Today I have what I hope will become an absolute staple in your kitchen, as it is in mine. The perfect seed cracker, complete with ample crunch, best topped with all things green and wild! Naturally gluten free and an absolute breeze to prepare.
Now, if you’re an 80s babe like me, you’ll be well aware of the rice cracker fad as being the go-to snack for health-conscious peeps. Well, as it turns out, as tasty as they are, they’re far from ideal. A plain rice cracker has a glycaemic index (GI) of 91, meaning the carbohydrates are rapidly digested, providing a quick burst of energy that will fade and leave you hungry and vulnerable to overeating.
I mean – how easy is it to scoff a whole pack of crackers in one sitting?! My partner has the rare talent of devouring these in minutes!
GI is a ranking of carbohydrates on a scale of 1 to 100 according to the extent to which they raise the blood sugar after eating. Foods with a high GI are digested, absorbed and metabolised rapidly and consequently cause large fluctuations in blood sugar levels.
On the other hand, foods with a low GI are digested and absorbed much slower, resulting in gradual increase in blood sugar and insulin levels. Low GI foods therefore are a better choice for those with both type 1 and type 2 diabetes. Foods with a GI value of 55 or less are considered low.
Unfortunately, there are also many nasties added to the seemingly harmless rice cracker: vegetable oils (these are high in the pro-inflammatory omega-6 fatty acid), refined sugar, flavour enhancers (often a whole string of E numbers, and, if it’s particularly nasty, monosodium glutamate), anti-caking agents, and salt (a lot of salt).
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I’ve tinkered with quite a few homemade gluten free cracker recipes in the past, and settled on a carefully spiced, classic seed cracker – as they tick all the right boxes (gluten free, crunch factor, tasty, filling, nutritionally dense).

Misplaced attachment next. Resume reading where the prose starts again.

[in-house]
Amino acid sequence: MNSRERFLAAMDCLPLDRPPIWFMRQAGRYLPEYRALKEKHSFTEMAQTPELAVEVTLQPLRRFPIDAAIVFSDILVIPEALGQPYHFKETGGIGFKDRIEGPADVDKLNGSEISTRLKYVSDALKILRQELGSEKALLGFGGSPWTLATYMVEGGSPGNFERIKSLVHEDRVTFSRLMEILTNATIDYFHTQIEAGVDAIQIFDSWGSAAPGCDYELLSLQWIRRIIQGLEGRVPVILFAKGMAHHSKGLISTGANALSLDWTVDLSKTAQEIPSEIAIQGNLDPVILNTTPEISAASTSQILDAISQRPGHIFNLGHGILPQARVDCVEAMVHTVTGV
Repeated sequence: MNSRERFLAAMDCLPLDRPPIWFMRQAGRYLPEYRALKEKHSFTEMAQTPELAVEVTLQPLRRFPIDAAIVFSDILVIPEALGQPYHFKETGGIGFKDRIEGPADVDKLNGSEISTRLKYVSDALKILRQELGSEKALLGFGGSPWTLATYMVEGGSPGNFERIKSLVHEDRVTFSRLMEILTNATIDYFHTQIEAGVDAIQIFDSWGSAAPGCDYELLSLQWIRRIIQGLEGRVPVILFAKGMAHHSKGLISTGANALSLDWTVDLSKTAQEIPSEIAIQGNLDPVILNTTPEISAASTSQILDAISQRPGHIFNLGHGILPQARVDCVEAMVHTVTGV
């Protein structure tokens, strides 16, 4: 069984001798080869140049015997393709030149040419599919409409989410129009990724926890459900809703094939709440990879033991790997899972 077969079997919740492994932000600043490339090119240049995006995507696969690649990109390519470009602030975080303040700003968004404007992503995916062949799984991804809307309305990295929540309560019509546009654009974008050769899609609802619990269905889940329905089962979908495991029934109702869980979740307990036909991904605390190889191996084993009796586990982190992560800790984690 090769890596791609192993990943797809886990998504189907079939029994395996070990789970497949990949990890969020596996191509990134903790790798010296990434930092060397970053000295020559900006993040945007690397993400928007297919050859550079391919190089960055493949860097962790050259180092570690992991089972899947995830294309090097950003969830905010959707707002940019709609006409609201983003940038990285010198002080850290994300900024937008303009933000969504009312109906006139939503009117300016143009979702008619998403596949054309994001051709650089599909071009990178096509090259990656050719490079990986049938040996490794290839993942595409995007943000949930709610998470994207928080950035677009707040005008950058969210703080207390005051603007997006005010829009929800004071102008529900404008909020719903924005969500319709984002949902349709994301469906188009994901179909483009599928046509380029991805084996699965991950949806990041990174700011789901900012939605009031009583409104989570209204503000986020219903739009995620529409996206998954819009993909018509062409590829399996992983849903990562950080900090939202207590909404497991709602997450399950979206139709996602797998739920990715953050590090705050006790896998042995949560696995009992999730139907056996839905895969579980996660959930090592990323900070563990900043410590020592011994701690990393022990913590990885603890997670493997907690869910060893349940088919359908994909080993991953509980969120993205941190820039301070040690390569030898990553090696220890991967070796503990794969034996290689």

What I love about this recipe though, is its ease. It can whipped up in five minutes flat, then left to its own devices for 20 minutes to swell and bind. 30-35 minutes of oven time later, and you have a week’s supply of healthy snacks done and dusted. Boom.
Nutritionally, they provide protein, fibre and minerals. Based on a serving size of two crackers, a super quick calculation shows they have;
I like my crackers to have a bit of salt in there, so I’ve used a good amount of coarse sea salt with a dash of tamari. If you need to watch your salt intake, perhaps reduce by half. I’m not worried about salt intake on a whole foods diet, it’s the processed foods that seem to be contributing the most dietary sodium.
Generally when I cook for myself I season with various herbs, spices and seaweeds (dulse has my heart at the moment).
Seriously. These are the ultimate!
Enjoy friends, and have a sticky at some of the following dips and spreads;
Speedy Super Seed Crackers
Yields 35 crackers.
- ¼ cup buckwheat groats
- 2 tablespoons chia seeds
- ¾ cup sunflower seeds
- ½ cup pumpkin seeds
- 1/3 cup flax seeds
- ¼ cup sesame seeds
- 2 heaped tablespoons nutritional yeast
- 2 pinches chilli powder
- 1 tablespoon onion powder
- 2 teaspoons garlic powder
- 1 tablespoon tamari
- 2 teaspoons pure maple syrup
- 1 teaspoon coarse sea salt
- 1 cup water
- Pre-heat oven at 150˚C. Line two baking trays with baking paper.
- Blend buckwheat groats and chia seeds till they become a fine meal.
- Add all ingredients to a large mixing bowl and stir to combine. Let rest for 20 minutes, allowing the chia and flax to swell and bind the mixture.
- Divide the mixture in half and spread thinly over each tray, use a spatula to ensure the mixture is as smooth and thin as you can make it – you don’t want to have any gaps showing though as this will make it crumble once baked. The mixture will make two small trays worth.
- Bake for up to 20 minutes or until golden, then remove from oven, score the cracker into shapes, then place a layer of baking paper over the top and flip. Return to oven for up to 10 more mins.
- Once cooked, let cool completely, snap into shapes and store in airtight container.
- You can make these in the dehydrator if you prefer.
- Usually I make a point of soaking your nuts and seeds before use to reduce the phytates, however baking will reduce some of the phytic acid content. If you need to maximise the bioavailability of your minerals, I suggest using pre activated (soaked, sprouted, dehydrated) seeds.
- The trick to getting a crisp cracker is to spend the time spreading the mixture over the tray as thin as possible, otherwise they may be a little soft in the centre and 'bend' rather than 'snap' apart.
- I have made these numerous times without the tamari - and they are delicious - the tamari is quite intense so you may like to try experimenting with/without it.
- Use this as a base and add whatever fresh/dried herbs you want to mix it up - rosemary and black pepper is a favourite.